Social media by definition is the act of being social online. To share personal experiences with other friends, associates, followers, etc. It’s tantamount to hanging out with a hundred or a thousand of your “friends” in a group and talking about the interesting and mundane aspects of your life. It’s word-of-mouth times 1000.
But here’s the problem with advertising through social media
When I’m handing out with my friends….I don’t want to be advertised to. It’s that simple really. If you want proof, the next time you’re with your friends, in the middle of your conversation, start to recite a commercial or a “pitch” of some sort. Something like this….
Charlie: “The other day I was a work and all of a sudden the water pipe above us burst open…”
Sammy: “What? What happened?”
Charlie: “Well the place started to flood and computer monitors were sparking and going dead”
Sean: “And everyone was probably screaming and running out?”
Charlie: “Yeah it was crazy. But you no what’s really crazy?”
Charlie: “Ignoring the new traction control system on the new BMW. It’s a driving experience that’s unparalleled…”
What would you expect Sean and Sammy’s reactions would be? They’d be perplexed? Annoyed? And probably tune-him out. And if Charlie kept doing it while they got together…they’d probably stop inviting him.
People being social don’t want to be the target of ads
This is the fundamental problem for Facebook and Twitter. And it’s the extreme difference between Facebook & Twitter and Google (search). When I’m searching for something on Google via search – chances are I’ll be receptive to ads – if they’re relevant to what I’m searching. But on Facebook and Twitter the complete opposite is true. I’ll be annoyed.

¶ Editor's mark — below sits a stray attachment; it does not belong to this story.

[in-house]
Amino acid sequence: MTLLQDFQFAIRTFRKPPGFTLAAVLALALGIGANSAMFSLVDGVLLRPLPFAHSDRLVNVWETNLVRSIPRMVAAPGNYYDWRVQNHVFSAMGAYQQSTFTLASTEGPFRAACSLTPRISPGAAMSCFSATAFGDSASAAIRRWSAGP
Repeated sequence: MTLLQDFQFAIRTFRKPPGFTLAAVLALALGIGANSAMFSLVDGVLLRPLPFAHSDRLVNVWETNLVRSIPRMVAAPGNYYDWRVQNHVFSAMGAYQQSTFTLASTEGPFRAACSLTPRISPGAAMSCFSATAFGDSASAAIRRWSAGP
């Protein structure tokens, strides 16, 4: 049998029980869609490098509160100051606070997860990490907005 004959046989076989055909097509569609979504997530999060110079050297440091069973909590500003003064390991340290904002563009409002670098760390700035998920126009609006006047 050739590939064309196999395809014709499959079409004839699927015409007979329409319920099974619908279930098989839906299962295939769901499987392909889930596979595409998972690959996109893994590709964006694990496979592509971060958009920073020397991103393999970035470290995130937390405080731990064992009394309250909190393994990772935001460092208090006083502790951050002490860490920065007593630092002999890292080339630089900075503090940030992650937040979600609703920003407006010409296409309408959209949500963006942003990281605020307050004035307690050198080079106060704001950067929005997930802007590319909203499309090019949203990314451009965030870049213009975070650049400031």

This isn’t to say you can’t get my attention. But you have to be subtle. For instance, Twitter’s recent “sponsored tweets” aren’t overly overt and disruptive. And if they’re well done, they might catch my attention. But they certainly don’t have a long lifespan since the Twitter feed is so active for most. Likewise with Facebook. Though even here Facebook faces a much more unique problem. Converse to Twitter which is really more of a broadcast conversation that people follow. Facebook is more of an immersive interaction with your friends. So “status updates” from those who aren’t your friends are potentially more annoying.
Facebook really built and promoted themselves into a corner. Their entire social network was built on relating to your friends by enabling and extending your circle of friends. And in the beginning (until the IPO) it was customer-centric. They almost snubbed advertising. But now…they have quarterly profits to make and post and are beholden to shareholders. So it’s going to be a tricky and bumpy ride – for Facebook and us (their users).
So what should advertisers do?
Businesses are still trying to figure out what to do with social media – on many levels. Advertising on social media is one of them. Currently, we work with our clients to become part of the conversation and make offers to only those interested. For the most part we’ve taken a wait and see approach to social media advertising. It’s proven more beneficial to join the crowd than to shout at them about “traction control or similar.”
At some point, things will smooth out, and advertisers and social networks and businesses will catch up with the pace of change and figure out what and how to reach their audiences through social media. It’s still a relatively new phenomena to the mainstream. And these things take a while to settle and figure out. But they eventually do…until the next “big thing” comes along and we start all over.